Practicing gratitude, especially when times are tough, is an essential component of clinical excellence.
I was recently asked to speak about what clinical excellence means to me. Boiling this down to a few points required a great deal of degree of reflection. We can all speak at length about the technical details—the whats, whens, and hows of meeting quality metric goals, avoiding excessive testing, partnering with patients, et cetera—but pinning down the emotional “whys” of practicing medicine is more difficult.
As I waited for my turn to speak, several before me touched on the fact that feeling joy in one’s practice is essential to clinical excellence, but that burnout is common. A January 2018 article from Reuters notes that nearly two-thirds of physicians feel burned out, depressed, or both,
Gratitude is essential to overcoming burnout
To me, gratitude is essential. I recently received a small, deep red bouquet of roses from a patient suffering from depression. This young person already had their hands full with two children, one with autism. We had worked hard on improving symptoms and getting the children the services they needed.
The note that accompanied those flowers read:
“When I first came to see you, everything was gray. Thank you for helping me to see color again.”
What they couldn’t have known was that I was struggling with burnout. Increased administrative demands coupled with the end of my marriage and single parenting left me anticipating the worst before every patient appointment. I was easily frustrated with curveballs, and sometimes even resentful of my employers and patients.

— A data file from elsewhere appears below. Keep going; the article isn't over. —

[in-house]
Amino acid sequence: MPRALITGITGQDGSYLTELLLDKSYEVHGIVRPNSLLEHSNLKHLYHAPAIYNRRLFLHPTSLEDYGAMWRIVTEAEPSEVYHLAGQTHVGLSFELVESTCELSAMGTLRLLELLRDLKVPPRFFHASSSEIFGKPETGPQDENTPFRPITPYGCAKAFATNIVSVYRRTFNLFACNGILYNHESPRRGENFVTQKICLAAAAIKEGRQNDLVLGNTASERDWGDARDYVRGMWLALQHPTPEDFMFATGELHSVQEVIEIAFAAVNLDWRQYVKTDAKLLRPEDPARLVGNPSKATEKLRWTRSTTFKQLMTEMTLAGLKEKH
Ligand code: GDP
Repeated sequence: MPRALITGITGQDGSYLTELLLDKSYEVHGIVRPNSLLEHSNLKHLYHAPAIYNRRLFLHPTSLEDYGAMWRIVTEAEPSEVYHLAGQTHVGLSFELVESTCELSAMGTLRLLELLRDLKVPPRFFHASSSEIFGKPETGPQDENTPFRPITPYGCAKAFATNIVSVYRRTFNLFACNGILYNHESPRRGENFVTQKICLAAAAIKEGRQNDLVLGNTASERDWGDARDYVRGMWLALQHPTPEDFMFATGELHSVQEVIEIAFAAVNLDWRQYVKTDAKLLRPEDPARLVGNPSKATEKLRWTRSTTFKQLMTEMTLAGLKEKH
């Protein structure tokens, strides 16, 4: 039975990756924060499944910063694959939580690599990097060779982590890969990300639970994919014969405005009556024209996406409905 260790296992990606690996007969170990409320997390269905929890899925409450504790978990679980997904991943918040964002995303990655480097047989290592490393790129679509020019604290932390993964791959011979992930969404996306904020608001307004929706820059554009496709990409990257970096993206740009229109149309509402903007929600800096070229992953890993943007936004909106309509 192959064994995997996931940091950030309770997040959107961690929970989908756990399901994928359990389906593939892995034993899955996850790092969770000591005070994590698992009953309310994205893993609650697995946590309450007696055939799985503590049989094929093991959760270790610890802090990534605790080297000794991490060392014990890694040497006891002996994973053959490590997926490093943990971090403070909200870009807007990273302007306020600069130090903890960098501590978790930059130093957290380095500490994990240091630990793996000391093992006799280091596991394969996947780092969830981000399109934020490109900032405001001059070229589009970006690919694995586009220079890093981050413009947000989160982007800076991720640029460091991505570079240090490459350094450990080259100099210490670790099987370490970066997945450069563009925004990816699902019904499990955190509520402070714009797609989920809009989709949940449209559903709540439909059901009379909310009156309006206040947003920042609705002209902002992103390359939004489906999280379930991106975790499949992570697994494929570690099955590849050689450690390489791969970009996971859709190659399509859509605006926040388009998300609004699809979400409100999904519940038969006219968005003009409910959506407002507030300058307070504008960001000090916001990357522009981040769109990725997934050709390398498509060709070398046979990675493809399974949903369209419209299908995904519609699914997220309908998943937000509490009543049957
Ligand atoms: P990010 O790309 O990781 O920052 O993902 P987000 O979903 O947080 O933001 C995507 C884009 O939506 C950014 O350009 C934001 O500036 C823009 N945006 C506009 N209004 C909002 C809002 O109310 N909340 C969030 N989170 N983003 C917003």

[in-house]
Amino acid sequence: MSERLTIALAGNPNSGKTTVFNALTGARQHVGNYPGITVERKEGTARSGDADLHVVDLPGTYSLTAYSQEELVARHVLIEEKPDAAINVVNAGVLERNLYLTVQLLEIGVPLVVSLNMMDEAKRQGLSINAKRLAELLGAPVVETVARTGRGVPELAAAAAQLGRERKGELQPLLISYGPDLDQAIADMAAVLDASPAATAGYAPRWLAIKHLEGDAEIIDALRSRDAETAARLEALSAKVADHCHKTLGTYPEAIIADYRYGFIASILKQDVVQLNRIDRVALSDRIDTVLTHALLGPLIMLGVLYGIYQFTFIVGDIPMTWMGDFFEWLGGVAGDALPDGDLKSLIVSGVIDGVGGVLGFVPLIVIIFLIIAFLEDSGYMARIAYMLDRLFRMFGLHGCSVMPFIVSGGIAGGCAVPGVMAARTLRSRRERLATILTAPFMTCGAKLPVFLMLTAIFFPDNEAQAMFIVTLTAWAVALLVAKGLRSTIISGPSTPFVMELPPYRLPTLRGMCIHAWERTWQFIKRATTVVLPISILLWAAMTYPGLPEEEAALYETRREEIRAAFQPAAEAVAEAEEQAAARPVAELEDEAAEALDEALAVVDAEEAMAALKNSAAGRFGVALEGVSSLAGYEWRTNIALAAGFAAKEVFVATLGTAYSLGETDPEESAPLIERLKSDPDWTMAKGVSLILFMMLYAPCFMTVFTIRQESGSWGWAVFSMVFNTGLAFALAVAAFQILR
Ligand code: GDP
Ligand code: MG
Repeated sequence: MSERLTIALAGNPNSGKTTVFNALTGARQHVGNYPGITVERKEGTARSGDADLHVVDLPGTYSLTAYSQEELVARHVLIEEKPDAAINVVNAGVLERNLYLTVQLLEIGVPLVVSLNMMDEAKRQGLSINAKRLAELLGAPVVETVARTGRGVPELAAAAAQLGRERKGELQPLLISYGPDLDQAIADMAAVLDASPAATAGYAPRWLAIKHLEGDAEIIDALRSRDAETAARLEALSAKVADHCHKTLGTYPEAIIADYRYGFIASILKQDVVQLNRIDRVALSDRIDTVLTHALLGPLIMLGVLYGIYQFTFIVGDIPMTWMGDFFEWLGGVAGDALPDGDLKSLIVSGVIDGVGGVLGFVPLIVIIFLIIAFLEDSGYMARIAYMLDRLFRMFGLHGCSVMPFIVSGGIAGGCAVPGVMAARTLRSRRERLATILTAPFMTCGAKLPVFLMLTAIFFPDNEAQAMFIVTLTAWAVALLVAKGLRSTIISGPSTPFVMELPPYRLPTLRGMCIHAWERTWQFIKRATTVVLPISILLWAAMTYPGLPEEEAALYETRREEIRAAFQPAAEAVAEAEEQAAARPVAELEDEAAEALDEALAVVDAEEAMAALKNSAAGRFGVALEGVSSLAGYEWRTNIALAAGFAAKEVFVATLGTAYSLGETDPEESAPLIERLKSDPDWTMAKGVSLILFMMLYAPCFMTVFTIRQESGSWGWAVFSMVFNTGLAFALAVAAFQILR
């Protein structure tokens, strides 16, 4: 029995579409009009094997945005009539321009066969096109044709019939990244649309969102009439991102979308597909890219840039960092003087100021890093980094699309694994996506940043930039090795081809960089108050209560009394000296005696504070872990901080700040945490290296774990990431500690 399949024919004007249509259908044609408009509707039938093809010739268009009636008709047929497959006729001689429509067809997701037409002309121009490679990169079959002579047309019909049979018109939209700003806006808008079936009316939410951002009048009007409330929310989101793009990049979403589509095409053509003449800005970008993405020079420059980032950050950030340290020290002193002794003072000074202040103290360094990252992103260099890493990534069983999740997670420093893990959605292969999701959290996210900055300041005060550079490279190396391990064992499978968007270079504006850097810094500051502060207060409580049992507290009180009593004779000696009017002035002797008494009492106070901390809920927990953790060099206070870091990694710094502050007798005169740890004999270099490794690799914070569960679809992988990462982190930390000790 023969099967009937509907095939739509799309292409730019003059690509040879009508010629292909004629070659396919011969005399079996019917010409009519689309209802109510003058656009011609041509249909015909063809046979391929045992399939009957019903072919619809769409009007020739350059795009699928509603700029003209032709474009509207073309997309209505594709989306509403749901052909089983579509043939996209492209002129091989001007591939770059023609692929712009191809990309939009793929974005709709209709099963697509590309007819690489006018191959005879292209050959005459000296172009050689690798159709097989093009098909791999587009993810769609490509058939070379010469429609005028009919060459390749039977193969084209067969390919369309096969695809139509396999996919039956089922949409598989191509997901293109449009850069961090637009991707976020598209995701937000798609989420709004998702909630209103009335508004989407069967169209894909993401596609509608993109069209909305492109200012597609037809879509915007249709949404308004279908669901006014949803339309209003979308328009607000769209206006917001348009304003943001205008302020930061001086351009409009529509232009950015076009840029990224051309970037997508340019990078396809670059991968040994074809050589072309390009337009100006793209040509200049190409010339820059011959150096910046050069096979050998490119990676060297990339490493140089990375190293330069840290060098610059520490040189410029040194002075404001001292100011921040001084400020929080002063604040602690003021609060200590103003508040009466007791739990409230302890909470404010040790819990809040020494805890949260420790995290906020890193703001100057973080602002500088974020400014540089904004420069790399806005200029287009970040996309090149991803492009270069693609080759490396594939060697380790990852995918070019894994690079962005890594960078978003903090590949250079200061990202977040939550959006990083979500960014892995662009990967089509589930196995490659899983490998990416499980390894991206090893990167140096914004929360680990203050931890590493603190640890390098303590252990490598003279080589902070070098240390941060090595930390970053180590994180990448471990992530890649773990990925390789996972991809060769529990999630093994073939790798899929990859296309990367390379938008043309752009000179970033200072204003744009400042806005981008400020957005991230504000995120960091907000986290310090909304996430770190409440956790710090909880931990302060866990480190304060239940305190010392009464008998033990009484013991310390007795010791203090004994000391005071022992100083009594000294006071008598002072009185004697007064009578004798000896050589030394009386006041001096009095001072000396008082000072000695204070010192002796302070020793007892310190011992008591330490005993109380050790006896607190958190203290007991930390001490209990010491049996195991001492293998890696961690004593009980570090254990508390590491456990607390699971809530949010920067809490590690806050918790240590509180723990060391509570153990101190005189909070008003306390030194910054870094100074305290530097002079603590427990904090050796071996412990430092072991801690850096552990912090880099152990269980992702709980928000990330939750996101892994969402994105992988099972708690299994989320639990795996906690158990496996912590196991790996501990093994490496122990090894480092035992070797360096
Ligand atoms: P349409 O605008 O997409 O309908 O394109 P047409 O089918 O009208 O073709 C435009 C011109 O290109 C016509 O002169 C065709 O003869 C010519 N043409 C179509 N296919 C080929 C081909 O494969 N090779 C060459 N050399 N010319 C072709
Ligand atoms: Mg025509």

Gratitude as a tool
I had recently attended a mindfulness workshop that discussed gratitude as a tool for dealing with frustration, and was trying to apply this to my practice. My patient’s note was a turning point for me. Not only was I grateful for the sentiment, but it also made me aware again of all the ways in which practicing medicine is a blessing.
We have a level of intimacy and trust with our patients that’s hard to find in these days of social media. We have the chance to improve lives in meaningful and lasting ways. We are intellectually, emotionally, and spiritually fulfilled every day. How lucky we are to be doing what we do.
By focusing on the rewards of my job, concern and compassion for my patients grows in the space where frustration used to live. This is not to say that I never get annoyed, or don’t wish the paperwork would Just. Go. Away. But I do feel more love for my life and for my patients.
Patients are clearly more likely to receive excellent clinical care from providers who are emotionally resilient and empathetic to their needs. Practicing gratitude, especially when times are tough, is an essential component of clinical excellence.